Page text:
Cavernous hemangioma, Spine, Cord compression, Vascular malformation
Cavernous hemangioma is a common vascular lesion. These tumors usually appear on the skin . Vertebral hemangioma is asymptomatic, common, and benign lesion with an incidence of 10-12% and can cause acute spinal cord compression. Vertebral hemangiomas can become symptomatic in rare cases (about 1%). This lesion mostly occurs in the body of vertebral bones. There have been few case reports of spinal cord hemangioma so we intend to report some interesting and rare images on this topic [1-3].
The patient is a 40-year-old married man was referred with the complaint of low back pain. The pain was referred to proximal of lower limbs. Past medical history was negative. The cranial nerves exam were normal. The first diagnosis was a discal hernia. After lumbar MRI, a thickening was determined in the upper section. Therefore, another MRI with gastrographine was done for upper parts. A mass was detected in spinal foramen. Following surgery, the extradural lesion without extension to vertebrae was detected. The pathology report was the cavernous hemangioma.
Extradural cavernous hemangiomas are usually isointense on T1W (Figure 1) and hyperintense on T2W images (Figure 2) and show homogenous contrast enhancement (Figure 3) because of the presence of sinusoidal channels.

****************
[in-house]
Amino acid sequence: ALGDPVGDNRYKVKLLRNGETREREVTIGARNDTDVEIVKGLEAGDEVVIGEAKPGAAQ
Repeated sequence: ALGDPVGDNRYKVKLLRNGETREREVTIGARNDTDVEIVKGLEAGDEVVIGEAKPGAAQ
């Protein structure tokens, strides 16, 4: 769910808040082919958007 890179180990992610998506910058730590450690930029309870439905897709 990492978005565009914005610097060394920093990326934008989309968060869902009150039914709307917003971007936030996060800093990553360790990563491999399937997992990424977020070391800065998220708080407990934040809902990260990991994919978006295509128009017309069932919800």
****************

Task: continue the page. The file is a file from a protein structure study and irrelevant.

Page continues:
Cavernous hemangiomas are benign vascular abnormalities. Aggression of hemangiomas into the epidural and foraminal space is rare and can cause soft tissue compression. Actually, Neurologic deficit and is one of the rare complication of this lesion [1,3]. In our case, a mass was detected in spinal foramen and it was the cause of the low back pain.
Metastatic disease and primary bony malignancy are the most important differential diagnosis of this disease. Surgery is a good treatment strategy. But there is huge concern about following bleeding [2-4]. In our case, surgery was done and it was successful.
They are so many benign vascular lesion and often involve soft tissue mostly during childhood. Differential diagnosis of this condition is so wide but tumors are the most important.
We want to thank patient's cooperation.
Seyed Ahmad Mirhosseini and Mohammad Ebrahim Ghanei prepared images and gathered data and Reza Bidaki and Ehsan Zarepur wrote the primary draft, revised and submitted it.
Figure 1: Sagittal T1-weighted image shows an iso signal extra-medullary extra-dural soft tissue mass in right side of the dorsal spinal canal at T11 & T12 vertebral levels, causing thecal sac compression.
Figure 2: Sagittal T2-weighted image showing high signal intensity in the mass lesion.
Figure 3: Axial (superior) sagittal (left) and coronal post-contrast, T1-weighted images show intense homogenous enhancement of the epidural lesion with moderate extension into the right foramina (red arrow).